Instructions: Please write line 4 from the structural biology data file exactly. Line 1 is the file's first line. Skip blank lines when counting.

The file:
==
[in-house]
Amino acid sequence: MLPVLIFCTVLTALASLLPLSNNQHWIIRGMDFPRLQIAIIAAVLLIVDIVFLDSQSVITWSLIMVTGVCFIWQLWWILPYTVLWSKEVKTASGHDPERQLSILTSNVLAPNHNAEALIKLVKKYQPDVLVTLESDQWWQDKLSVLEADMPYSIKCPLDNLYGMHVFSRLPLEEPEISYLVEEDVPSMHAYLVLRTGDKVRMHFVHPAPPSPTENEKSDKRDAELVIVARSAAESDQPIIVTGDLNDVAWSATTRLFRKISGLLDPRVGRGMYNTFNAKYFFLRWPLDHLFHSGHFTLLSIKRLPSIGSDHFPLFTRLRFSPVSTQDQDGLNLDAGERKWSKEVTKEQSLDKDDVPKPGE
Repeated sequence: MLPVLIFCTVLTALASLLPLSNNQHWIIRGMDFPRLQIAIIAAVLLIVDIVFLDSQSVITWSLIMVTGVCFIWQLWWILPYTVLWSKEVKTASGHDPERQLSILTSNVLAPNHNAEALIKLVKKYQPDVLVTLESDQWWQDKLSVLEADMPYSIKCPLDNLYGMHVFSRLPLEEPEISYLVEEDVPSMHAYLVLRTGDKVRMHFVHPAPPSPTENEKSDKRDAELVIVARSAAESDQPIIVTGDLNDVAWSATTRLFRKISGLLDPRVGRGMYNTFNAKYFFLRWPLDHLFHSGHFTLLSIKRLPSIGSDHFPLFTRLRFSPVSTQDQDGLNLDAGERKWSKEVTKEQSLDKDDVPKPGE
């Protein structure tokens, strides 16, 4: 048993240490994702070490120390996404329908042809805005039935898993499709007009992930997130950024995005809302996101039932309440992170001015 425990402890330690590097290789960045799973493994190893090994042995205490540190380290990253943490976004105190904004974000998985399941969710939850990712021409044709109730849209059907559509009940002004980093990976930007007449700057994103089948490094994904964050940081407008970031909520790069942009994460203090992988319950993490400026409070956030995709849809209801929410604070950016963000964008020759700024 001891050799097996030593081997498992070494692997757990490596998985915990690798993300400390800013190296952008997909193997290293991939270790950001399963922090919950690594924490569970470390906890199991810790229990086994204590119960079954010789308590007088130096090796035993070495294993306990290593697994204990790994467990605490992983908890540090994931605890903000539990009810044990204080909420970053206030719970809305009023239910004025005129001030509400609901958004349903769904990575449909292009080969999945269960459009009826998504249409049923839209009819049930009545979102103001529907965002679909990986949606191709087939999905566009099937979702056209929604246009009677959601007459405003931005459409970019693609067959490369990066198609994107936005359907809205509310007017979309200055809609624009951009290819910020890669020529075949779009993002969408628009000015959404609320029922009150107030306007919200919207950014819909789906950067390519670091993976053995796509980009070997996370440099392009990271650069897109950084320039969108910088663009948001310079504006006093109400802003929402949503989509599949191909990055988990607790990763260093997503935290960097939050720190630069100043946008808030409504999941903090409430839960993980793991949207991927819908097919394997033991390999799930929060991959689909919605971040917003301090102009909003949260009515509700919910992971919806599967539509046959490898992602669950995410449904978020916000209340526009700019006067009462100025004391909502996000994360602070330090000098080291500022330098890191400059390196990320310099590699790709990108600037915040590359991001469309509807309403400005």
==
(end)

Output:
């Protein structure tokens, strides 16, 4: 048993240490994702070490120390996404329908042809805005039935898993499709007009992930997130950024995005809302996101039932309440992170001015 425990402890330690590097290789960045799973493994190893090994042995205490540190380290990253943490976004105190904004974000998985399941969710939850990712021409044709109730849209059907559509009940002004980093990976930007007449700057994103089948490094994904964050940081407008970031909520790069942009994460203090992988319950993490400026409070956030995709849809209801929410604070950016963000964008020759700024 001891050799097996030593081997498992070494692997757990490596998985915990690798993300400390800013190296952008997909193997290293991939270790950001399963922090919950690594924490569970470390906890199991810790229990086994204590119960079954010789308590007088130096090796035993070495294993306990290593697994204990790994467990605490992983908890540090994931605890903000539990009810044990204080909420970053206030719970809305009023239910004025005129001030509400609901958004349903769904990575449909292009080969999945269960459009009826998504249409049923839209009819049930009545979102103001529907965002679909990986949606191709087939999905566009099937979702056209929604246009009677959601007459405003931005459409970019693609067959490369990066198609994107936005359907809205509310007017979309200055809609624009951009290819910020890669020529075949779009993002969408628009000015959404609320029922009150107030306007919200919207950014819909789906950067390519670091993976053995796509980009070997996370440099392009990271650069897109950084320039969108910088663009948001310079504006006093109400802003929402949503989509599949191909990055988990607790990763260093997503935290960097939050720190630069100043946008808030409504999941903090409430839960993980793991949207991927819908097919394997033991390999799930929060991959689909919605971040917003301090102009909003949260009515509700919910992971919806599967539509046959490898992602669950995410449904978020916000209340526009700019006067009462100025004391909502996000994360602070330090000098080291500022330098890191400059390196990320310099590699790709990108600037915040590359991001469309509807309403400005």